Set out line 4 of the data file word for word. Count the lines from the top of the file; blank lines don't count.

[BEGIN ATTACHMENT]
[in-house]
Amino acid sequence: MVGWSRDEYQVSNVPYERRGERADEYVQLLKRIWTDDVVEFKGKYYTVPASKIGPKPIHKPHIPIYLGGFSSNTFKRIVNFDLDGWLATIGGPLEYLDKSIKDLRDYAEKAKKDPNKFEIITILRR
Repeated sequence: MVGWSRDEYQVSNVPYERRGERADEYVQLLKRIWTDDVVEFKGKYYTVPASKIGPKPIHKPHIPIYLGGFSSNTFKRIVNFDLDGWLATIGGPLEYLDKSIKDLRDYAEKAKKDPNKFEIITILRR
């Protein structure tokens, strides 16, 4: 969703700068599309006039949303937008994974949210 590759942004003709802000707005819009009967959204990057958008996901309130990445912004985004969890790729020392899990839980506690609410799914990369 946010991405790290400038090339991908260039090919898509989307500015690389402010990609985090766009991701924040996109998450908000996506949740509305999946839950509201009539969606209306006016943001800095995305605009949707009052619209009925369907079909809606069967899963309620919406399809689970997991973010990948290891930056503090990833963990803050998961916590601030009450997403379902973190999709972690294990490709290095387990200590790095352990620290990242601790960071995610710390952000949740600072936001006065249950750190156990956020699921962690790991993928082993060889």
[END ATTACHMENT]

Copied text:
């Protein structure tokens, strides 16, 4: 969703700068599309006039949303937008994974949210 590759942004003709802000707005819009009967959204990057958008996901309130990445912004985004969890790729020392899990839980506690609410799914990369 946010991405790290400038090339991908260039090919898509989307500015690389402010990609985090766009991701924040996109998450908000996506949740509305999946839950509201009539969606209306006016943001800095995305605009949707009052619209009925369907079909809606069967899963309620919406399809689970997991973010990948290891930056503090990833963990803050998961916590601030009450997403379902973190999709972690294990490709290095387990200590790095352990620290990242601790960071995610710390952000949740600072936001006065249950750190156990956020699921962690790991993928082993060889």